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Thursday, 9 June 1994
Page: 1565


Senator KERNOT (Leader of the Australian Democrats) (10.03 a.m.) —As we know from many other occasions in this place and from committee meetings, emotions have run high on the politics of this committee. But if we really stand back and look at what the committee was about, we can see that it was about public accountability for decisions currently made behind closed doors, public accountability for ministerial and prime ministerial actions and public accountability for policy decisions affecting the entire Australian community.

  If the processes that we have been looking into had been open, transparent and accountable, we would not have needed this inquiry. If the processes had been adequate, it would not have mattered what Conrad Black said to Paul Keating or Bob Hawke or John Hewson, or vice versa. It is the secretive nature of the foreign investment decision making process, the lack of transparency of that process, which has opened up the possibility for accusations of government interference, and that has been the basis of this inquiry. For the Democrats, the key to this inquiry has always been the operation of the foreign investment decision making processes of this country.

  On listening to all the evidence, I have no doubt that the Labor Party in various ways did try to influence the outcome of the Fairfax sale, and I have no doubt that there has been an orchestration of Labor denials of this to the committee. To Fairfax's credit, it withstood this attempt at influence. But it is the operation of the foreign investment process to which I wish to direct my remarks today. The recommendations in this report about the future of the Foreign Investment Review Board are a huge policy win for the Democrats. There is no other way to describe them. After today, let us hope that the Foreign Investment Review Board processes will never be the same again. The Treasurer has indicated that he has always felt that they were in need of change. Let us see him act on that.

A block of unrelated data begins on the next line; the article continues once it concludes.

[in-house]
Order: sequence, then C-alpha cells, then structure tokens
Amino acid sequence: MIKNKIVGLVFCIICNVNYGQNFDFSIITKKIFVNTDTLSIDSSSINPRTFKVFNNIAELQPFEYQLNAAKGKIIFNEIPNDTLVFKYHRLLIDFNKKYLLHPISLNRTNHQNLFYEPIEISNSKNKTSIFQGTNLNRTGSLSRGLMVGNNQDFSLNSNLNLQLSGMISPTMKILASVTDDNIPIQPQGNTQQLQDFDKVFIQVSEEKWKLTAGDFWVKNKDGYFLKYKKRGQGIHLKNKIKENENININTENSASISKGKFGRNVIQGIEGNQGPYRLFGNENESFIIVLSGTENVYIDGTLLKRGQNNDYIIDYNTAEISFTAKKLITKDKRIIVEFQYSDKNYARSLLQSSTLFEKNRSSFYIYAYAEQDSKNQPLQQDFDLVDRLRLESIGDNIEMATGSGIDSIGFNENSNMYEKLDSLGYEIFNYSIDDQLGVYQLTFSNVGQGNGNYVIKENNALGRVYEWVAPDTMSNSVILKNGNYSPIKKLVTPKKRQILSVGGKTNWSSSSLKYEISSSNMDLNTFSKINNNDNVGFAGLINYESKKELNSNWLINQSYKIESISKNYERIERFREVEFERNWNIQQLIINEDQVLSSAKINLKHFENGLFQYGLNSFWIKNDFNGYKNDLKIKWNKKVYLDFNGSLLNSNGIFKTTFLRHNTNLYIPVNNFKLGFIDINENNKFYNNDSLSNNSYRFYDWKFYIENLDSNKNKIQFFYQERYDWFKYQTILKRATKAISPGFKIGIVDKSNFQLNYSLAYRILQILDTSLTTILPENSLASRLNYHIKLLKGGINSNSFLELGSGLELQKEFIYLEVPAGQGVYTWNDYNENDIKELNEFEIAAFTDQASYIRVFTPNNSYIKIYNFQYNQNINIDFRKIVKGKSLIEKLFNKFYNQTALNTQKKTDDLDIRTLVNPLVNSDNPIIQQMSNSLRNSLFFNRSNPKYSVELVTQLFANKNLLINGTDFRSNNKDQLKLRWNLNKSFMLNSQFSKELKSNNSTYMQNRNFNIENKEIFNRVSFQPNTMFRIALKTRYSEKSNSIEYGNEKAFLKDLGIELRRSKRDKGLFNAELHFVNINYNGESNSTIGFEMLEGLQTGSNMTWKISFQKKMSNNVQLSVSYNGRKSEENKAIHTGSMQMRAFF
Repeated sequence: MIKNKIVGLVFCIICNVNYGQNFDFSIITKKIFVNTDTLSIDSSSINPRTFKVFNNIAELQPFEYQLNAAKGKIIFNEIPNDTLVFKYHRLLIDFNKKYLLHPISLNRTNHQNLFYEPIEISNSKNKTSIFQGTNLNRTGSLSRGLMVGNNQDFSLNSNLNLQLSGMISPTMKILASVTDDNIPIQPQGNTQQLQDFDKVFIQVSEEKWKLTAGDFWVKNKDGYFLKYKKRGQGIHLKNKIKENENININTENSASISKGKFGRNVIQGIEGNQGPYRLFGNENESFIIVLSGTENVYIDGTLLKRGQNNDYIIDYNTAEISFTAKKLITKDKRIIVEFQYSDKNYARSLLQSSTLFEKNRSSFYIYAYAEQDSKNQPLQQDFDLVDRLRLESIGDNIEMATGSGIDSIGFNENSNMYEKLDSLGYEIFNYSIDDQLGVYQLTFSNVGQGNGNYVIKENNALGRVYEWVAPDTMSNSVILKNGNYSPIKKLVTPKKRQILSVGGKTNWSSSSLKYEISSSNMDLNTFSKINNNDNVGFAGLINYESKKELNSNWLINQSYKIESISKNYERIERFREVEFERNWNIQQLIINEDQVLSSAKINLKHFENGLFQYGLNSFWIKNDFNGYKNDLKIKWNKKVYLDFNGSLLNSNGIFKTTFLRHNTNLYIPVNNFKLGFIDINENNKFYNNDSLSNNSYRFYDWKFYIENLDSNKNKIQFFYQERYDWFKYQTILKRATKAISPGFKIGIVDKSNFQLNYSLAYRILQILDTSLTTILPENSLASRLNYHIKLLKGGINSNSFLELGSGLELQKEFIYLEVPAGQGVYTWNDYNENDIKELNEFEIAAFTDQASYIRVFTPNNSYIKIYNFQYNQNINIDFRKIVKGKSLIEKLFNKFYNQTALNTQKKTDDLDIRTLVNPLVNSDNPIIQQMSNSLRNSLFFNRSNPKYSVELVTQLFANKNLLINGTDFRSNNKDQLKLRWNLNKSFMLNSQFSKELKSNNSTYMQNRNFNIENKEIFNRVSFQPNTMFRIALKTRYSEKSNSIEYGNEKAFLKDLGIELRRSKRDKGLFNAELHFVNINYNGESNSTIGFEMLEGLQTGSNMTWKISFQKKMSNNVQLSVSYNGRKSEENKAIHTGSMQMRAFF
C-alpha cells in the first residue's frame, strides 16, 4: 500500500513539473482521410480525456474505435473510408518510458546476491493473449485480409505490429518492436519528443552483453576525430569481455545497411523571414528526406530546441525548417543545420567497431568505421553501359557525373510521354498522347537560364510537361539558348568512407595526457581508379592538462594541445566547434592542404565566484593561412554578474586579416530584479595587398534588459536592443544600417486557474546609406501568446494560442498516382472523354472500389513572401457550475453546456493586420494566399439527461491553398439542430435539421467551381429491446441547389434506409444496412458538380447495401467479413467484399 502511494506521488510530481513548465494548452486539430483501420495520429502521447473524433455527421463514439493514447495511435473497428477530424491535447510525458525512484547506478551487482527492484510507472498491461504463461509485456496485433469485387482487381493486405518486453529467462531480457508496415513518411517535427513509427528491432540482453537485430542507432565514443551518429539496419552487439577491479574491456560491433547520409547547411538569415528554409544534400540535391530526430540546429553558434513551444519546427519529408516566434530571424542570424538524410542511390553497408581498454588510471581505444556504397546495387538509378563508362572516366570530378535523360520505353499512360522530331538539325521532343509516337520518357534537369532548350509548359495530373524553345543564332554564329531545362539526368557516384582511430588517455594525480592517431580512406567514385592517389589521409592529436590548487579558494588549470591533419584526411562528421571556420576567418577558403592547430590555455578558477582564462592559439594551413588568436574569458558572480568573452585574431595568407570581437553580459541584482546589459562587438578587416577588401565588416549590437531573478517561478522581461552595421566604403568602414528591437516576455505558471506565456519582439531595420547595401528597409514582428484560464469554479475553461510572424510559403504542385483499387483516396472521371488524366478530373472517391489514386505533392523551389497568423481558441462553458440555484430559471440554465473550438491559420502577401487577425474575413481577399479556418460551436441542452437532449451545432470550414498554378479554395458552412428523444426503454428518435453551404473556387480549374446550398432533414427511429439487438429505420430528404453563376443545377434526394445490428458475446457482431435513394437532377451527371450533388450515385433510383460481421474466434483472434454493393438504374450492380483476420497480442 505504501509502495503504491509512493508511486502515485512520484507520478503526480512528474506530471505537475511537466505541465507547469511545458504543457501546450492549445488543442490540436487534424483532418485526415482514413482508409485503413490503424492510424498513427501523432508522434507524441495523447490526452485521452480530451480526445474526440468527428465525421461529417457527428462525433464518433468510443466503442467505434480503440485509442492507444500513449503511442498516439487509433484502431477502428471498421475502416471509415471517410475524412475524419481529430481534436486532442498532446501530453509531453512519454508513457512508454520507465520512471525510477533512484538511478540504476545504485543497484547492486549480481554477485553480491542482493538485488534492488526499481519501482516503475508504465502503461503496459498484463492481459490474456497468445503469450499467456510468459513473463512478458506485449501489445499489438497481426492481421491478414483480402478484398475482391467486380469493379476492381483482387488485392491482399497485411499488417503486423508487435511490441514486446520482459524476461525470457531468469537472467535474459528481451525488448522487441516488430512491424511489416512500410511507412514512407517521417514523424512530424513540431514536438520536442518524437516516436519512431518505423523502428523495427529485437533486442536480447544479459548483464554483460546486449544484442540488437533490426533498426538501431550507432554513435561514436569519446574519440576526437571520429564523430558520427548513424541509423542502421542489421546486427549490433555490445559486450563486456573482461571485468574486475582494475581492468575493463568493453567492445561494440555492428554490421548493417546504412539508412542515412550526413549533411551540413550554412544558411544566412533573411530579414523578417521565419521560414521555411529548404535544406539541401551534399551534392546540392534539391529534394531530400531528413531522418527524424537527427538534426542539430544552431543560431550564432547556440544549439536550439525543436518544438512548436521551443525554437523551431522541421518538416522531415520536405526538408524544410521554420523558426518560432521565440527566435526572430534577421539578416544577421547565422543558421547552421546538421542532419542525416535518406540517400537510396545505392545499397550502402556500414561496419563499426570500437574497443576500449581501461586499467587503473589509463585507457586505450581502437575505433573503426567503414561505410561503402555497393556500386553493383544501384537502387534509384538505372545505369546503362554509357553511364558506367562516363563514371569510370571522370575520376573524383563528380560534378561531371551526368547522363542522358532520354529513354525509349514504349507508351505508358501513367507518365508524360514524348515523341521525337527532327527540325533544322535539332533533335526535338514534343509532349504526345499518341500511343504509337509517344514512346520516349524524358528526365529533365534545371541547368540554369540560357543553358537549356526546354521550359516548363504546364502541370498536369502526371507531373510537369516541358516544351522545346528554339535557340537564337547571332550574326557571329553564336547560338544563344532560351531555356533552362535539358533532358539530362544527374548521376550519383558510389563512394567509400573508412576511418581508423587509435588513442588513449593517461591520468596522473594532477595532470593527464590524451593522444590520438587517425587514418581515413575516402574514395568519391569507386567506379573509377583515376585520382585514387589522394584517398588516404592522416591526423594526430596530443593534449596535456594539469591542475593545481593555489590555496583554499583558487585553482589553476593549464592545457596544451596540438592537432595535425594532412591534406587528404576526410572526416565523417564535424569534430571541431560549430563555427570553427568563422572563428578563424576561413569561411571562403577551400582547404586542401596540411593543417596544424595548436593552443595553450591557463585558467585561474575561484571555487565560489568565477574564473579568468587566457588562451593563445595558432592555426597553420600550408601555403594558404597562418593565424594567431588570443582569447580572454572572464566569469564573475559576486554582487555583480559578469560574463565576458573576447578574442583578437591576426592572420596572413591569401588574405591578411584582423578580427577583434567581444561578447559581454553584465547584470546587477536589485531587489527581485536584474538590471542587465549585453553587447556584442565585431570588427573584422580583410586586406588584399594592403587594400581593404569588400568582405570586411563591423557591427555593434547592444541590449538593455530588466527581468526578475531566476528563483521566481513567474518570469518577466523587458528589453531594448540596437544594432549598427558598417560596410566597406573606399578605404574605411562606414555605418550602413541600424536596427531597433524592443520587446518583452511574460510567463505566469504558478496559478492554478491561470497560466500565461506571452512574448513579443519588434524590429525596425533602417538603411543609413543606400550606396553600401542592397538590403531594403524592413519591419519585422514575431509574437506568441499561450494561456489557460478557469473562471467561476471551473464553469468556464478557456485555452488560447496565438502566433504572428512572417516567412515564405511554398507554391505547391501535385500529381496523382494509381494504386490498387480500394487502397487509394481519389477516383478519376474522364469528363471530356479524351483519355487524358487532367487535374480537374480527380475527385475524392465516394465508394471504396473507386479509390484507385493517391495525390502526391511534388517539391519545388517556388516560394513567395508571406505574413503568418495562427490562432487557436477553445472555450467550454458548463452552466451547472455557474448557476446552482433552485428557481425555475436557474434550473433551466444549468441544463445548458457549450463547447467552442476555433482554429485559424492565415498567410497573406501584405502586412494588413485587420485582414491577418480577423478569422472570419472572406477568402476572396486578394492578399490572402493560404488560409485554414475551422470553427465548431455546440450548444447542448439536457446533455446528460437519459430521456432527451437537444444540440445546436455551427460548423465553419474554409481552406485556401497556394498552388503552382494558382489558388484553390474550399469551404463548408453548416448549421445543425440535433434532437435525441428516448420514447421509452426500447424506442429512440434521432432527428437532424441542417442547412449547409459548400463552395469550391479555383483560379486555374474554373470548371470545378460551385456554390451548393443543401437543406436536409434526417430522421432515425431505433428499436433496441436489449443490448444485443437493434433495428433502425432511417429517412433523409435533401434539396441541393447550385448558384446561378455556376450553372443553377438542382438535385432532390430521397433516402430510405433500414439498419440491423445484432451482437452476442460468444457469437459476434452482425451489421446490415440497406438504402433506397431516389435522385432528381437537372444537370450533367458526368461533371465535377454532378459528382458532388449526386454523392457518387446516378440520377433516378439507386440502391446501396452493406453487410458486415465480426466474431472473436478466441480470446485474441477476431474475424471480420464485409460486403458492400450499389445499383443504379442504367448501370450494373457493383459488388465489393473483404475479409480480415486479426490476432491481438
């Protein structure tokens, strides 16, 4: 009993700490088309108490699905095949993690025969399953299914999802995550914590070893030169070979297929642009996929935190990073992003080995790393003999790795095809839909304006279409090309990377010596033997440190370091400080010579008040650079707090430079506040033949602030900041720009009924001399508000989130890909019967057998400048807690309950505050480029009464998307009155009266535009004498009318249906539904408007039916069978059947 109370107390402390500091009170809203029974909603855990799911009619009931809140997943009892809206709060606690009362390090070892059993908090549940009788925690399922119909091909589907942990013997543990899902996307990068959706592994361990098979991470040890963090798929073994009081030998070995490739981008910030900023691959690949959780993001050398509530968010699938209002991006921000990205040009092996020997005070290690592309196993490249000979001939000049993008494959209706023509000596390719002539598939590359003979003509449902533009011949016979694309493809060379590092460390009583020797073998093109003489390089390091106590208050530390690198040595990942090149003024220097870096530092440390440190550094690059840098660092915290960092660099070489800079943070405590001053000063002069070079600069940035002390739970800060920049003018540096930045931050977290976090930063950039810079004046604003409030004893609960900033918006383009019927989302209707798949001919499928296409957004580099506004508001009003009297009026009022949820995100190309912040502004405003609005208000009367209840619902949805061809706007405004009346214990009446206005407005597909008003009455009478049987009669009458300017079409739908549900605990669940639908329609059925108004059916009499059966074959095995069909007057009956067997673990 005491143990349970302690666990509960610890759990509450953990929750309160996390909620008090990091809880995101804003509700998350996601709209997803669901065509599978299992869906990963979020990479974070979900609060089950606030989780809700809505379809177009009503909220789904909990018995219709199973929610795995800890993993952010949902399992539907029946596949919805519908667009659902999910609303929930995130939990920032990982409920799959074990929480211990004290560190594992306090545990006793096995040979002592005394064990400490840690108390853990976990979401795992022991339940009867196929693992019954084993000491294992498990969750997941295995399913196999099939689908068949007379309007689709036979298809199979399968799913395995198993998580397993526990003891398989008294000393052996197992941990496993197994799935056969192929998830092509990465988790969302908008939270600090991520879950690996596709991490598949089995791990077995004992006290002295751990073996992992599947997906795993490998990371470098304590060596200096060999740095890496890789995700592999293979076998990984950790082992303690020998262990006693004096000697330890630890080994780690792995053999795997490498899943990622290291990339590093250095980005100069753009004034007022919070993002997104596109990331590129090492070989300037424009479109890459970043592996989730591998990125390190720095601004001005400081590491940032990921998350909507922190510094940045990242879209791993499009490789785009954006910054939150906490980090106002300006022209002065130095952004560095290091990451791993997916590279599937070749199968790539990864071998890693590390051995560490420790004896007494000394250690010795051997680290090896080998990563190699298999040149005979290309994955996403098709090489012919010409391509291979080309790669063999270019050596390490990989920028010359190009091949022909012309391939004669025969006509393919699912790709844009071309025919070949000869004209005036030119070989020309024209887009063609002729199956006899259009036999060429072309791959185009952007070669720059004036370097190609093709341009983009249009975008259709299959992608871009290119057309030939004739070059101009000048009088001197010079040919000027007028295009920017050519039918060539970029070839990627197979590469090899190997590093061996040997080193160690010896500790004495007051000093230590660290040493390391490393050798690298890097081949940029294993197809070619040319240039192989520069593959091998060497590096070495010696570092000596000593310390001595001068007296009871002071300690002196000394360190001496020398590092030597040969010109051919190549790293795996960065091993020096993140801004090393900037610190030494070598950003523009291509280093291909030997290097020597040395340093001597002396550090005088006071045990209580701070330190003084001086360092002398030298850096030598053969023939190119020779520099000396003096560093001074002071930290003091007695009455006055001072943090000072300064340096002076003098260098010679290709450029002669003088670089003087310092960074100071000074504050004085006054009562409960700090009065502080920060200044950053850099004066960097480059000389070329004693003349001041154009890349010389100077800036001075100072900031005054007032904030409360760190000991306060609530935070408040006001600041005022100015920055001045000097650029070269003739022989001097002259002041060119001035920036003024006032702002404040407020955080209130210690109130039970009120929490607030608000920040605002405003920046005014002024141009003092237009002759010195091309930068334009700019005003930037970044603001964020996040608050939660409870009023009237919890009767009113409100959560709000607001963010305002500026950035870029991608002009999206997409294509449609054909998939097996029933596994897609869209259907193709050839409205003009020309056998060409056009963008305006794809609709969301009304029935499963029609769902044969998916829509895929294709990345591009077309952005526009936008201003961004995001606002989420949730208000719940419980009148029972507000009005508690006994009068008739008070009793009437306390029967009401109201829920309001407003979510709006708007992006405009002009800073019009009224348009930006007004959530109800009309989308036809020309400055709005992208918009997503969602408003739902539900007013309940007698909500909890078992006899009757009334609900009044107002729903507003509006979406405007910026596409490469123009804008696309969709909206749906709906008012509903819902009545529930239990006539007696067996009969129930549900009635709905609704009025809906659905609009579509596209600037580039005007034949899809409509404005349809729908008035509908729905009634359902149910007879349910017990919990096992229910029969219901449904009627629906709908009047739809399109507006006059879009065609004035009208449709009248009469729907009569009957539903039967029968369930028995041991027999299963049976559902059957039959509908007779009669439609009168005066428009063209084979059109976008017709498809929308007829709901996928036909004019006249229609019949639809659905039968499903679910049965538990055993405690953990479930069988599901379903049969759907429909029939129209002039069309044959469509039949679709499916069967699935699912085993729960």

I raised the need for fundamental reform of the Foreign Investment Review Board in my first speech to this parliament four years ago. I introduced a draft private senator's bill to reform the processes 18 months ago. It was at my insistence that the Foreign Investment Review Board term of reference was included in this inquiry. For years, I think it is fair to claim, we have driven this debate. It has been hard work. I am very interested to see that others, such as Mr Alexander Downer, are now recognising our arguments and jumping on the bandwagon, to a certain extent.

  It is incredible that the information contained in the only official minute from FIRB to the Treasurer which has ever seen the light of day in the organisation's 18-year history, contains a series of gross inaccuracies absolutely detrimental to the only Australian bidder for the company concerned. It is more than incredible, it is damning. It really makes one wonder why the government is so keen to prevent scrutiny of other FIRB advices to the Treasurer. It does make one wonder also how soundly based government decisions in relation to a whole range of foreign investment decisions have been over a number of years. It is a situation which must be changed.

  I listened with great interest to Prime Minister Keating talking about forging our new national identity, with which I agree. However, he cannot claim to want to do this—to forge this contemporary national identity—at the same time as his processes deliver a huge question mark over ownership of key components of that Australian identity. The foreign investment policies of this government have led us to that precarious stage where, in seeking to pay off our national debt, we are swapping that debt for equity and loss of control of things which are uniquely and importantly Australian. They are important to this contemporary Australian identity which Mr Keating says is so important to him and to the Labor Party.


Senator Loosley —And it is.


Senator KERNOT —He cannot have it both ways. It is inconsistent to follow an Australian foreign investment policy which has this outcome. That is why FIRB must be reformed and that is why we must look at ownership of key sectors of Australian industry.